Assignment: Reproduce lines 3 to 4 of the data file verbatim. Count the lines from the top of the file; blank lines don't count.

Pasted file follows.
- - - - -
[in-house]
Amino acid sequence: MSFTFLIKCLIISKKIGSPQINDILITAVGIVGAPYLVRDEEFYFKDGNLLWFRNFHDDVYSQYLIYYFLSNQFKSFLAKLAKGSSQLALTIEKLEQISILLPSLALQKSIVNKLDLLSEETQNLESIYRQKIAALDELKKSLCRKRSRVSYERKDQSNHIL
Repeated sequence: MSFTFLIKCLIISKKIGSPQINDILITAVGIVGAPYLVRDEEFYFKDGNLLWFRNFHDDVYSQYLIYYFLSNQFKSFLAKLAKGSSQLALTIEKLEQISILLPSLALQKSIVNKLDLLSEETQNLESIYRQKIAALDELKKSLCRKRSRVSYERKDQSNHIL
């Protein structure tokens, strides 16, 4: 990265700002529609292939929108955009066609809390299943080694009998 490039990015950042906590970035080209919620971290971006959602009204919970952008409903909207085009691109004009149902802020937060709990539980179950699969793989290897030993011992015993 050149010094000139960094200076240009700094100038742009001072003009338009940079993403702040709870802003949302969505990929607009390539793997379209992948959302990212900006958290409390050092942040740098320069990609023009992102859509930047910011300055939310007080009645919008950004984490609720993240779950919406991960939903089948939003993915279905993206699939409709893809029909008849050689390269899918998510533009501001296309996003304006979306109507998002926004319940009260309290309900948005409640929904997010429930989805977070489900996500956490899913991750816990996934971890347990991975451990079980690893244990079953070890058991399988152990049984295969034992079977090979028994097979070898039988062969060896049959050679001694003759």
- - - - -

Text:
Repeated sequence: MSFTFLIKCLIISKKIGSPQINDILITAVGIVGAPYLVRDEEFYFKDGNLLWFRNFHDDVYSQYLIYYFLSNQFKSFLAKLAKGSSQLALTIEKLEQISILLPSLALQKSIVNKLDLLSEETQNLESIYRQKIAALDELKKSLCRKRSRVSYERKDQSNHIL
């Protein structure tokens, strides 16, 4: 990265700002529609292939929108955009066609809390299943080694009998 490039990015950042906590970035080209919620971290971006959602009204919970952008409903909207085009691109004009149902802020937060709990539980179950699969793989290897030993011992015993 050149010094000139960094200076240009700094100038742009001072003009338009940079993403702040709870802003949302969505990929607009390539793997379209992948959302990212900006958290409390050092942040740098320069990609023009992102859509930047910011300055939310007080009645919008950004984490609720993240779950919406991960939903089948939003993915279905993206699939409709893809029909008849050689390269899918998510533009501001296309996003304006979306109507998002926004319940009260309290309900948005409640929904997010429930989805977070489900996500956490899913991750816990996934971890347990991975451990079980690893244990079953070890058991399988152990049984295969034992079977090979028994097979070898039988062969060896049959050679001694003759």